Before we critique the set from every angle, let's take a look at the new and interesting elements included in 70840. As I opened each new set of bags, I took stock of the notable elements which popped up, and when I finally disassembled the set I took pictures of these bricks separately. Note that part counts specified below cover that piece's occurrences throughout the entire set, and do not include leftover bricks. Also, some of the parts aren't, strictly speaking, new, but might be ones I just like and are new to me. There are LOTS, and I've probably forgotten or missed a few in these pictures/lists!
Here's a bunch of new bits in one of the most prominent colors in the set: sand green (with guest appearance by its cousin olive green).
- 4x16 wedge slope, in sand green (5x)
- 2x2 "bowl" piece, in sand green (5x)
- 3x8 curved slope, L, in sand green (7x)
- 3x8 curved slope, R, in sand green (7x)
- 1x2x3 inverted slope, in olive green (4x)
- 2x2 plate with SNOT attachments, in sand green (7x)
- 2x6 plate with SNOT attachments, in sand green (7x)
- 4x4 curved balcony, in sand green (4x)
- 2x4 double wedge slope, in sand green (3x)
- 1x2 Technic brick with +-hole, in sand green (4x)
- 2x2 wedge plate, in sand green (8x)
- 1x2 plate with horizontal bar attachment, in sand green (8x)
- 4x4 3/4 circle plate, in sand green (4x)
- 1x2 curved slope with corner cutout, L, in sand green (2x)
- 1x2 curved slope with corner cutout, R, in sand green (2x)
- 2x4 wedge plate, L, in sand green (2x)
- 2x4 wedge plate, R, in sand green (2x)
- 1x2x2 brick, in sand green (6x)
- 1x3 curved slope with inset plate attachment, in sand green (8x)
And here are some other parts I like!
- Window bars, in nougat (11x)
- 2x2 round brick with spikes, in yellow (1x)
- 1x2 SNOT brick with studs on two sides, in dark tan (4x)
- 4x4 circular plate, in dark tan (2x)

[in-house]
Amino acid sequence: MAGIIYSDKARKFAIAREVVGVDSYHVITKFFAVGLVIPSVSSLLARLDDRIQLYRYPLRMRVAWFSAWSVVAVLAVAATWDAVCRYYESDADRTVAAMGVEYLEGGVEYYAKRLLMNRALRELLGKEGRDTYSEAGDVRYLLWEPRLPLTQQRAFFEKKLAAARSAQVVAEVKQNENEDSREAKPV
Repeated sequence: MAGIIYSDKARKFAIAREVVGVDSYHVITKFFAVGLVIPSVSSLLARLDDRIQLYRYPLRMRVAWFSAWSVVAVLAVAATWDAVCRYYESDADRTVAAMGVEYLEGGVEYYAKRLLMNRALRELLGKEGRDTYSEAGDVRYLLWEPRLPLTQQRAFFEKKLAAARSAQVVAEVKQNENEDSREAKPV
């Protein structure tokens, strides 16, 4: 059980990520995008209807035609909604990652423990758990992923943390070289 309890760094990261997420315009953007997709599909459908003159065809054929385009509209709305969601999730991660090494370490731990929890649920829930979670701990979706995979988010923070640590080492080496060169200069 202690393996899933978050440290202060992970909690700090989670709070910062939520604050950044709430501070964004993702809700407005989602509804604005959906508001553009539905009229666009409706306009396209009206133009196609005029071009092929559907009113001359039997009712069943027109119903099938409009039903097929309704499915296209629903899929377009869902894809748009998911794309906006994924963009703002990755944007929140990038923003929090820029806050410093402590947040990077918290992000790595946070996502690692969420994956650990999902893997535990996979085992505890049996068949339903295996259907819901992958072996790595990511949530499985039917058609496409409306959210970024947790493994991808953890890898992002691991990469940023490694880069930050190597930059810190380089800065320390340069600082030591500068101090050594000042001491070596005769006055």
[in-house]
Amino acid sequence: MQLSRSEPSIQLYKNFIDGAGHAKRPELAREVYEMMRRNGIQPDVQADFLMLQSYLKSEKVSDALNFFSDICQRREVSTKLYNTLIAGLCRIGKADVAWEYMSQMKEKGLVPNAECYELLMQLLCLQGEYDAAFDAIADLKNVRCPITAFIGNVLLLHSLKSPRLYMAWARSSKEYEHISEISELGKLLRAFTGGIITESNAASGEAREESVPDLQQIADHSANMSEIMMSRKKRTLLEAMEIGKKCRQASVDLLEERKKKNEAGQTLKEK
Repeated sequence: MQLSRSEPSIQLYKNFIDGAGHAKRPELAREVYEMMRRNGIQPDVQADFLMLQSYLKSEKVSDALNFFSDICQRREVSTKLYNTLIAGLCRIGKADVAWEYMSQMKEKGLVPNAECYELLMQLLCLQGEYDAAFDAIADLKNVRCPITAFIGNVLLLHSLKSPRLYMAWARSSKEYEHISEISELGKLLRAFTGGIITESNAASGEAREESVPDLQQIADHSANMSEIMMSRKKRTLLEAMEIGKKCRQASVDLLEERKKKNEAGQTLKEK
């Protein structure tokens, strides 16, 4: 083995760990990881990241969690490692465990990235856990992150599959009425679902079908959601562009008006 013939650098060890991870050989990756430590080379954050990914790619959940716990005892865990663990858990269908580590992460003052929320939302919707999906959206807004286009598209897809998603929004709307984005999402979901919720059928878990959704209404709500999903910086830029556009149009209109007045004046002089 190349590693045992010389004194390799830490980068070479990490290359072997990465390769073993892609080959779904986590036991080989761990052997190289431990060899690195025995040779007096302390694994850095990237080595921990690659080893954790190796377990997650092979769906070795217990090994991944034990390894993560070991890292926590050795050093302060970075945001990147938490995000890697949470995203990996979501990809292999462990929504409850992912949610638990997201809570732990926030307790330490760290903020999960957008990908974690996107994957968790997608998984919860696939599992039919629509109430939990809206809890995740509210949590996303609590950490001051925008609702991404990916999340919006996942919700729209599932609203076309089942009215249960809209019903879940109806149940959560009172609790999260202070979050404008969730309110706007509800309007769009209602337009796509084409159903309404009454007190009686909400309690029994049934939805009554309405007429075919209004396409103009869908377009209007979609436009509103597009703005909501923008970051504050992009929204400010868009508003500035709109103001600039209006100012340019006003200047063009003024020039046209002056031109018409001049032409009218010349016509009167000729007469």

- 1x3x2 1/2 arch, in keetorange (3x)
- 1x2 brick with vertical bar attachment, in sand blue (8x)
- Lipstick, in black (1x)
- Mohawk, in dark brown (2x)
- Pitchfork, in light bley (1x)
- 1x3 jumper plate, in white (1x)
- 1x1 double-studded SNOT brick, in dark blue (6x)
- 1x2 bracket with 1x4 side, in dark bley
- 1x1 pyramid slope, in reddish brown (11x)
- 6L bar, in dark tan (8x)
- 1-sided spiked pauldron, in gunmetal grey (2x)
Let's look at the minfigures next. The first three here are protagonists from TLM2: Emmet, Lucy, and Batman. Emmet appears exactly like he has in the past, all the way back in TLM1 (and his lack of change is a major part of his character in TLM2, so this makes sense). I like the apocalypse-ified Lucy. Her new scarf is definitely the highlight here, a slick part that fits over a standard quiver and looks great. Batman seems to have really taken the "apocalypse" of Apocalypseburg to heart, sporting a ridiculous(ly awesome?) shoulder piece, wrapped vambraces, and a tattered cape. The tires embedded on the shoulder piece are made of actual rubber, so they both look and feel like LEGO tires! A classy touch, that.
The next three minifigs are Scribble Cop, Harley Quinn, and Green Lantern. Scribble Cop looks a lot like his TLM1 self, but there are some subtle changes: his leather jacket is unzipped now, and he has new kneepads, shoulder armor, and brown gloves. Harley Quinn is, on the other hand, totally new and totally swell! This minifig is clearly based on the Suicide Squad version of the character, which is splendid - I doubt there would have been any other recourse for Margot Robbie's Harley to appear in Minifig form (I'm not holding my breath for Suicide Squad sets for a handful of reasons...). The printing all over her looks lovely, especially the wraparound fishnet print. Green Lantern looks a little beaten up, sporting ripped sleeve, pant, and cape.
Here the first three of the Apocalypseburg residents. Chainsaw Dave, formerly Surfer Dave, looks absolutely shredded, brah. His swim trunks seem to have suffered a shark attack, and his arm tattoos - one of a broken surfboard, the other a revving chainsaw - indicate clearly that his interests have changed since TLM1. Ro08i and Mo-Hawk are new characters. These tough ladies have some fun detailing. I particularly appreciate Mo-Hawk's silver torso, which could be easily repurposed for all manner of sci-fi or fantasy characters.